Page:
Sugar is toxic. Sugar is poison. Those are the words of Dr. Robert Lustig, a Pediatric Endocrinologist at the University of California San Francisco. The message, undoubtedly harsh, is at risk of being too easily unaccepted and denied. Many of our cultures revolve around sweetness--- a desirable sensation, a reward, a desirable state of being, and an aspirational quality of life. Imagine all those notions and rituals that we have built around sweetness and sugar that are now being challenged... Bitterness, indeed.
In the informative lecture video:
Dr. Lustig explains how fructose, one of the many forms of sugars we consume (or over consume) is being metabolized by the liver through pathways similar to processing ethanol (yes, alcohol) that usually ends up as triglycerides. And there goes your plethora of metabolic and chronic diseases, including depression, moody-ness etc.
Think about it. Serving high fructose beverage (soda pop, juices etc) to children is like serving them alcohol.
Not only has fructose been made so ubiquitous in our food (even ketchup has it!) because it is cheap, fructose consumption creates “habituation”. Our body’s feedback mechanism for satiety (feeling of fullness and “I had enough of food already!”) is being blindsided by fructose (sneaky bastard).
And that is why we just go on eating and eating mostly empty calories. And that is why the processed food industry is more than happy to produce these and make some sweet cash...
Interestingly, the history of sugar production itself has its share of bitter evilness. Many of the slaves that were brought to “new colonies/ new world” were (some are still) forced to labor for sugar plantations. Some of the most horrific, vomit-inducing stories of abuse were borne out of sugar plantations. Cringing already?
Addiction is defined as continually doing something despite knowing that this something harms us.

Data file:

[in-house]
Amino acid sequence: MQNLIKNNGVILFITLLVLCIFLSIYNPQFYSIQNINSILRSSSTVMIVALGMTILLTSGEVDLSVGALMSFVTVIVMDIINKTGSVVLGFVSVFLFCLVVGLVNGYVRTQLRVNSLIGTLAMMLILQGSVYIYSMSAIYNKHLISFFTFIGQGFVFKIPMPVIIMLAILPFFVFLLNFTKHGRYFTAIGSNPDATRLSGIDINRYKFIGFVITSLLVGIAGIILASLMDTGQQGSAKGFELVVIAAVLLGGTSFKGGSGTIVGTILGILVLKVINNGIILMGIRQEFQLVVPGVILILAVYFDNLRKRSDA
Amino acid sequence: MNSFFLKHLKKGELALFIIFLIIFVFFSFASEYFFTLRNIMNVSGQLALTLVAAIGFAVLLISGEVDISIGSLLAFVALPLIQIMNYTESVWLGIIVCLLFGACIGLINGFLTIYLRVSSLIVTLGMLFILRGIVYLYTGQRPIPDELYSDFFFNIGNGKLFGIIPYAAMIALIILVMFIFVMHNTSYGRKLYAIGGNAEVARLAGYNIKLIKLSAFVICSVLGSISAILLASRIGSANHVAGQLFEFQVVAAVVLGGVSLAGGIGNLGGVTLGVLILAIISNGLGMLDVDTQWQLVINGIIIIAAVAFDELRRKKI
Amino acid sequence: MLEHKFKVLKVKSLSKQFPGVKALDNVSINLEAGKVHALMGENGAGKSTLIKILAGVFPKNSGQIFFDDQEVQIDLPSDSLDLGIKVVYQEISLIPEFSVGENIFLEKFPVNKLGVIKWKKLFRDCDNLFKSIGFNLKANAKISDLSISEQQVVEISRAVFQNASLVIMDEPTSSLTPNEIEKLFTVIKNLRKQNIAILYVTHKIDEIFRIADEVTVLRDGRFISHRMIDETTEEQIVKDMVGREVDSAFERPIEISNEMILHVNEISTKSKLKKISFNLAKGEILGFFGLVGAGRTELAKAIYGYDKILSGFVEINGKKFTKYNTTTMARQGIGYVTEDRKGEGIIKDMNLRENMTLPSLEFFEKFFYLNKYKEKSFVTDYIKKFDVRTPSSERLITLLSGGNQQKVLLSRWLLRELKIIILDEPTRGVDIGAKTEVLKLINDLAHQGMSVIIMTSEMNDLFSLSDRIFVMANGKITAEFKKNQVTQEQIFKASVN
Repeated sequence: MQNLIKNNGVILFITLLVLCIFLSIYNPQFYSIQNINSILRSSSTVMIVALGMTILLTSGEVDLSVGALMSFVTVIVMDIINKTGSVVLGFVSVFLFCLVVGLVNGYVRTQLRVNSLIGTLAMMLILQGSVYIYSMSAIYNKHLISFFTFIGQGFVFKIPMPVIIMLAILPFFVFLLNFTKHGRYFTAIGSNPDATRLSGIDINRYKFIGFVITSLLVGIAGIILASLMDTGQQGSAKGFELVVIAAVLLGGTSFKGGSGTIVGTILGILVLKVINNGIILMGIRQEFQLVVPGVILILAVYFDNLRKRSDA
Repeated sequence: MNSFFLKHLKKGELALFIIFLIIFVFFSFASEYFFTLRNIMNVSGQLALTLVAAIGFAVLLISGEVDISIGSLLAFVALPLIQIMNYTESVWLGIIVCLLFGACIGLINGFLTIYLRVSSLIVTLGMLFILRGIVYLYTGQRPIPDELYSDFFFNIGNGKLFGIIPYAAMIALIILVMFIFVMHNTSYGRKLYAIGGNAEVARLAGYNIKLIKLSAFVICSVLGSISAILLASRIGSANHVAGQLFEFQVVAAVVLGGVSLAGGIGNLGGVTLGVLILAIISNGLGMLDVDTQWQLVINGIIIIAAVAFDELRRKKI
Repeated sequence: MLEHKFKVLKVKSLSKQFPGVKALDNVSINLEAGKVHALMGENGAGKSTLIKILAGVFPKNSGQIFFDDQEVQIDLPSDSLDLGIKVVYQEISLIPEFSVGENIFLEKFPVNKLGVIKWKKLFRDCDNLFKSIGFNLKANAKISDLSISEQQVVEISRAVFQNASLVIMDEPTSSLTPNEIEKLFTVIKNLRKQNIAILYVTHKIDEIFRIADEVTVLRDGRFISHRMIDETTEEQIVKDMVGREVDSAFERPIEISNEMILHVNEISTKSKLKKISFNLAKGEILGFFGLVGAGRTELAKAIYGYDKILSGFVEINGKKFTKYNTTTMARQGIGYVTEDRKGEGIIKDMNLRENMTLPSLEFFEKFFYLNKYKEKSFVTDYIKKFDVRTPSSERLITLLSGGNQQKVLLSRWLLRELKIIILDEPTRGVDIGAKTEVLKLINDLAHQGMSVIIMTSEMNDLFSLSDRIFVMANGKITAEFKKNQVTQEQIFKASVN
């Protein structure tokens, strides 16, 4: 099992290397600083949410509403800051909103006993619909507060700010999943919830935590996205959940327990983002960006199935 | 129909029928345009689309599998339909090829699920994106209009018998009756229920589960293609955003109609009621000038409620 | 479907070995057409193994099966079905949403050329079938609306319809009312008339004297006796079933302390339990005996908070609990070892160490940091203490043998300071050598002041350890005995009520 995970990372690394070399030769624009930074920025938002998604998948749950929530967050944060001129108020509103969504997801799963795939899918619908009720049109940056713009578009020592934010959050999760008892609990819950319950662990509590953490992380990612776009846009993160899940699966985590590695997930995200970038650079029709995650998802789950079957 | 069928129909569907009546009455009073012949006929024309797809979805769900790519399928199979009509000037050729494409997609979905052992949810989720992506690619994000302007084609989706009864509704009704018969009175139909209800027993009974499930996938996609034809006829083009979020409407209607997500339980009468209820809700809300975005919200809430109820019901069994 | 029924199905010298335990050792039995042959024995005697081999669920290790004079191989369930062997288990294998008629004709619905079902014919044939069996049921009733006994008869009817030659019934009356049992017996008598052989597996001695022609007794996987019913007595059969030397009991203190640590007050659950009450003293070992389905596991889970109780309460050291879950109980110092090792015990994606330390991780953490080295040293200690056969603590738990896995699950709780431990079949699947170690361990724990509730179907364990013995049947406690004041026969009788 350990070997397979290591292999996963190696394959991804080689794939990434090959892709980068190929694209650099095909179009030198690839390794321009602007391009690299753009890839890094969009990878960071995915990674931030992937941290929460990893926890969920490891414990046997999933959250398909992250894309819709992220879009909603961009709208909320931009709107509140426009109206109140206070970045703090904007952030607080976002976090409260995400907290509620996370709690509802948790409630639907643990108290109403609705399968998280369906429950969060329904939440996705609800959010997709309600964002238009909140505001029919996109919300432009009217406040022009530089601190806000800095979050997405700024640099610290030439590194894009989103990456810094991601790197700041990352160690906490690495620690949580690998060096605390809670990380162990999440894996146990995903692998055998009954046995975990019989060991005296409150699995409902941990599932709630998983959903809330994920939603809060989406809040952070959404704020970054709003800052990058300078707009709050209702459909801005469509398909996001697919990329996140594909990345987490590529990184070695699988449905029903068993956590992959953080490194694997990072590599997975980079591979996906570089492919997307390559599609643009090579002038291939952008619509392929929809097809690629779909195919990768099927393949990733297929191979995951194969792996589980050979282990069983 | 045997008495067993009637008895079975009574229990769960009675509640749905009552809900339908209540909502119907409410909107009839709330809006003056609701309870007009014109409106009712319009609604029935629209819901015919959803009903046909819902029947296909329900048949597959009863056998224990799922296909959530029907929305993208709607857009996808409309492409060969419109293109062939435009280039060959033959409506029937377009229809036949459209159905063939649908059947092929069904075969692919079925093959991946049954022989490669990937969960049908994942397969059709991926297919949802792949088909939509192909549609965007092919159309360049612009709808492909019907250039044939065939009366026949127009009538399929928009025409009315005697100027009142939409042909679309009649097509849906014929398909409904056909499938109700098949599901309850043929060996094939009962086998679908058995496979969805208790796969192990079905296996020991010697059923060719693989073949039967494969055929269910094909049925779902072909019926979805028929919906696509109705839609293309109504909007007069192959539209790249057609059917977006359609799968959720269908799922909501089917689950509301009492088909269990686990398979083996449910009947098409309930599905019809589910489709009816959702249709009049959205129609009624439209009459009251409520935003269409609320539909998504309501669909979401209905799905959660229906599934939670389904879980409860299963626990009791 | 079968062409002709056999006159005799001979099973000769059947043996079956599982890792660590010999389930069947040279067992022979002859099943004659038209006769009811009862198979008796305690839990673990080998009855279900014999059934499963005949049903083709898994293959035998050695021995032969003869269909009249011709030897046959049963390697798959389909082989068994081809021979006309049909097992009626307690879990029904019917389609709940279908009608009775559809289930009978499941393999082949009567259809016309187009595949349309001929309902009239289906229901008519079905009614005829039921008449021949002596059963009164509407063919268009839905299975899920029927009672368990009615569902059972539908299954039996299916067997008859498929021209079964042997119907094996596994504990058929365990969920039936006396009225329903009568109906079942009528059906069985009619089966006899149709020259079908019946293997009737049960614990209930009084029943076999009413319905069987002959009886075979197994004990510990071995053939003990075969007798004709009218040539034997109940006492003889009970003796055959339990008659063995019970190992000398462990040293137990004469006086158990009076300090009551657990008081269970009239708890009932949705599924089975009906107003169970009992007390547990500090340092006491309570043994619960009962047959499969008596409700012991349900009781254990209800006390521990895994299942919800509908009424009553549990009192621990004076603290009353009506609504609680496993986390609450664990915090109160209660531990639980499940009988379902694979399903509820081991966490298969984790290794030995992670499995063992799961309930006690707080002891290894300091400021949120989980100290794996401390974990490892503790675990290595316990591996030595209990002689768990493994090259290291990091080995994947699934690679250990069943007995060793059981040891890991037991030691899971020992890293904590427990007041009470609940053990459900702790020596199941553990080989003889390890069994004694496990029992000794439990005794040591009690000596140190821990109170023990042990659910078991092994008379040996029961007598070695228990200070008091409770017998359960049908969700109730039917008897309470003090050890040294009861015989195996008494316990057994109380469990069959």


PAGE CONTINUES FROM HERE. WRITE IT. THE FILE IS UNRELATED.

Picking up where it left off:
Have we fallen in love hopelessly and helplessly with sugar that we have become sugar addicts?
Getting out of addiction is not an easy task. Dan Hurley in his book “Diabetes Rising” wrote:
“Although we often assume the battle of the bulge to be a fair fight between us and that ice-cream cone, in fact, there are unseen agents in the cone’s corner. There are also potent psychological influences manipulated by food marketers who have carefully researched very trick in the book for making you ‘choose’ to buy that cone instead of, say, raspberries. ‘Of your own free will.’ It’s harder to quit overeating, apparently, than quit smoking.”
I do not want to believe that all has been lost. I think we need to build communities of support to turn the sugar addiction and habit around. It's not that it is hard to be healthy. It has just become too easy to be unhealthy and make poor health choices.
Inspiration and promise comes from the evolution of “love” in the human brain. In the cortical region of the brain, the part that probably evolved/ evolving last, we can find a typology of “love” that is not “obsessive” and not of the “drunk” kind. But we find a kind of love that is geared towards long term sustainability, living peacefully with our partner/s, and towards rearing children for genetic survival.
It is interesting how the fronal cortex seem to coincide with the ajna chakra - an energy centre in the Hindu tradition. As in yoga practice, one can meditate and nurture this chakra, the so-called Third eye of Conscience and Awareness.
I hope we all find that cortical neural activation and connection, that awareness and courage to choose healthier food and food culture, soon enough. Video above shows my favorite Helen Fisher lecture on The Brain in Love.
For now, I use a mantra, the words of a young Russian ballerina deliberating on pastries:
“What’s sweet on the lips is tough on the hips.”